Book By: Donna Reiss, Richard Selfie, & Art Young (Eds.)
Review By: Beth A. Glessner-Calkins
Department of Languages and Literatures
Arizona State University


We academic advisors are now accustomed to interacting regularly with students via email, citing resources found on the World Wide Web, and conducting internet research.  Electronic Communication Across the Curriculum, a collection of 24 essays, provides us with a snapshot of the status of the integration and adaptation of technology into the teaching curriculums of various institutions of higher learning in the mid 1990’s. Historically grounded in the Writing Across the Curriculum (WAC) and Communication across the Curriculum (CAC) movements, Electronic Communication Across the Curriculum (ECAC), has its conceptual basis in “the use of written, oral and visual language in ways that support learning as well as communication and the use of interactive pedagogy that promotes active learning.” (p. xvii). 

Reiss, Selfe and Young have organized the submissions into three sections according to curricular focus:  institutional implementations, collaborative endeavors, and discipline-specific applications of ECAC.  Each essay provides practical tips and recommendations, and discusses both challenges and successes.  Part One contains nine essays of particular use for administrators who are trying to initiate programmatic change at their institutions, or who are seeking to enhance existing WAC programs.  Part Two contains six case studies that present creative transdisciplinary approaches to courses, and details interesting collaborations with colleagues across university, state and national boundaries.  Part Three narrows the focus to nine case studies that present individual approaches to enhancing learning with on-line resources. Contributors hail from departments such as English, Interior Design, Math, Accounting, Biology and Philosophy, but their methodologies could be adapted to any discipline.  As with any book that deals with reports on the uses of technology, readers must keep in mind that many drawbacks or challenges mentioned with certain web-based software programs (e.g., InterQuest) or virtual environments (e.g., MOO’s -- Multiuse Object Oriented Systems --  see Rachel's Super MOO Listhttp://moolist.yeehaw.net/index.html) in the mid-1990’s may no longer be an issue.  Two significant on-line education software platforms have been made available to educational institutions since the publication of this book:  WebCT (www.webct.com) with version 2.0 launched in 1999, and Blackboard (www.blackboard.com) that was created in 1997.  These may be the tools we have at our disposal today, but at no time in any of the essays in this book do the tools overshadow the pedagogical importance of the activity the technology seeks to enhance.  The theoretical arguments are still very much of value as are the retelling of experiences in programmatic and curricular development, as well as attempts at creative collaboration and innovative teaching techniques.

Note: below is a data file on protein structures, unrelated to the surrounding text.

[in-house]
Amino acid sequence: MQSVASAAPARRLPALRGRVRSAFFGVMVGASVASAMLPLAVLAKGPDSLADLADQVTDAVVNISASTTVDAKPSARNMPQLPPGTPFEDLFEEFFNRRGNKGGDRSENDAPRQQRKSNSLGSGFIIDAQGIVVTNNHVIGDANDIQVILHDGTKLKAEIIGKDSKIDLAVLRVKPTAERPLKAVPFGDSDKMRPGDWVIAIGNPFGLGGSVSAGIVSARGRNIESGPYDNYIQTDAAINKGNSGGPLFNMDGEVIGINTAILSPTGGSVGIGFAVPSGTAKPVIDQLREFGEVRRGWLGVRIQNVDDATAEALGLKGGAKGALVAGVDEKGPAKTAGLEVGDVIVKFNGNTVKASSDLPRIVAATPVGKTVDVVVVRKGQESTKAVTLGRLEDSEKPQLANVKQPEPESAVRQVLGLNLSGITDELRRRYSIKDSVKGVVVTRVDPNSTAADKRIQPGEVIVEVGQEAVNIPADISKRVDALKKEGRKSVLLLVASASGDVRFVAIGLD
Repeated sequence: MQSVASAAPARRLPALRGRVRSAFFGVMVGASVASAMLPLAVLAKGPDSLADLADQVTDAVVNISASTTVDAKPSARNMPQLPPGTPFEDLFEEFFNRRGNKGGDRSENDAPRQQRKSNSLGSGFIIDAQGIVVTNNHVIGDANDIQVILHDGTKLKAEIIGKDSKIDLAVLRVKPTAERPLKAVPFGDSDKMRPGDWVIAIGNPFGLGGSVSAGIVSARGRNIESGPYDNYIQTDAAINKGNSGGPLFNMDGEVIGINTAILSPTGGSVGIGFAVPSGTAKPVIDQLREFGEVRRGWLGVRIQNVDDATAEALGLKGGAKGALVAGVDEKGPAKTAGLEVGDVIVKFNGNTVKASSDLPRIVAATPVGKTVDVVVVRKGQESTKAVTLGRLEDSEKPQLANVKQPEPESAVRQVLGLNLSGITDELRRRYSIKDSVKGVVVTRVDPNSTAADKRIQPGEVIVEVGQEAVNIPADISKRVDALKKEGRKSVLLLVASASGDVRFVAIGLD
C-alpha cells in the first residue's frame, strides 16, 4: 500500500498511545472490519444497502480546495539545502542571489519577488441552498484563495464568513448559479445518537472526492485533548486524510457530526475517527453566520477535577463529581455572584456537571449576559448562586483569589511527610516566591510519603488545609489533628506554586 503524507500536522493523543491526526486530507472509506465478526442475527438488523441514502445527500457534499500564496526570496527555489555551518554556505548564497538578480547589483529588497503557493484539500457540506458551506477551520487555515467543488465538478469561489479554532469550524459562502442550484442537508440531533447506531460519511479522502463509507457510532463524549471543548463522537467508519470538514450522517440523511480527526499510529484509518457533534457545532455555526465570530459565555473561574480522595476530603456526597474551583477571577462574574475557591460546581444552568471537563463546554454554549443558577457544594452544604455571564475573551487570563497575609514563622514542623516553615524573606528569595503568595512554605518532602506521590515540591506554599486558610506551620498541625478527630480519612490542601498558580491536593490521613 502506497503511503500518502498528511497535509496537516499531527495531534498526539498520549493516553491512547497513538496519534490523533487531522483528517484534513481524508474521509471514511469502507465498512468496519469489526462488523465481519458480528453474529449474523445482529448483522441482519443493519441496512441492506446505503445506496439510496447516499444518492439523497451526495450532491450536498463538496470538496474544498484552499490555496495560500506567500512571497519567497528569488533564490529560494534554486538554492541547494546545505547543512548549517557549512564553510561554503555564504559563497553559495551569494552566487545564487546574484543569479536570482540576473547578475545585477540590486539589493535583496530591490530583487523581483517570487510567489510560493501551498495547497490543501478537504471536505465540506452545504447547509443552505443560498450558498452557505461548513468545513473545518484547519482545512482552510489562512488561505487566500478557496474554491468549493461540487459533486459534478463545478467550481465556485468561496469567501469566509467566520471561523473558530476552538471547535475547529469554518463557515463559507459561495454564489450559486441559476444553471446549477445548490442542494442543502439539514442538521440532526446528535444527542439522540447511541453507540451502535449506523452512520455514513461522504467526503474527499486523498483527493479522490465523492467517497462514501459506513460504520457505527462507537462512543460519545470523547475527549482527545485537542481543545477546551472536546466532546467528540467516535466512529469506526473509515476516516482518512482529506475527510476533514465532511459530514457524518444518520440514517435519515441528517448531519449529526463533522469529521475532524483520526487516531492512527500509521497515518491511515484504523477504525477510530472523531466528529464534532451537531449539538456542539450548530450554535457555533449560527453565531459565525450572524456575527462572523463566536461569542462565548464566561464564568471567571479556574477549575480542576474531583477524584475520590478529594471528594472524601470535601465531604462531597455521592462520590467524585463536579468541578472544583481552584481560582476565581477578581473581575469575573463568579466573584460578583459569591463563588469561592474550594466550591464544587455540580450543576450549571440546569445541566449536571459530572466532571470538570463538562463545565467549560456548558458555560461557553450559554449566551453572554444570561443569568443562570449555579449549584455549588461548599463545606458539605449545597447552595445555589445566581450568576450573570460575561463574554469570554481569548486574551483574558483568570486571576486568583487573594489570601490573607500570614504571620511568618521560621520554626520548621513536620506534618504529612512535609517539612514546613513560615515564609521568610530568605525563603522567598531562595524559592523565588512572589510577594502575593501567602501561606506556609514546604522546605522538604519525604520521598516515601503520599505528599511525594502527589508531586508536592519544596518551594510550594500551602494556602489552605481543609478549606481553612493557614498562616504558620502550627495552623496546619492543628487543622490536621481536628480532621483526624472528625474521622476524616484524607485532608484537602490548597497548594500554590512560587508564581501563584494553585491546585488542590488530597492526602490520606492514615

This book is a ‘must have’ for Writing Center directors, and/or administrators who may be instrumental in advocating for change in current writing programs at their institutions.  It may also be valuable for any academic advisor who is closely affiliated with units that are involved in teaching with technology, and who offer courses that are linked to writing across the curriculum programs.  ECAC may have value in a broader sense as well.  If we accept the principle that advising is a form of teaching, advisors may find value in many of the authors’ findings that reinforce the power of email writing and on-line communication to facilitate learning of what we advisors teach.


Electronic Communication Across the Curriculum. (1998). Book by Reiss, Donna, Selfe, Richard & Young, Art (Eds). Review by Beth A. Glessner-Calkins. Urbana, Illinois: NCTE, 326 pp. Price $26.95. ISBN #0-8141-1308-7

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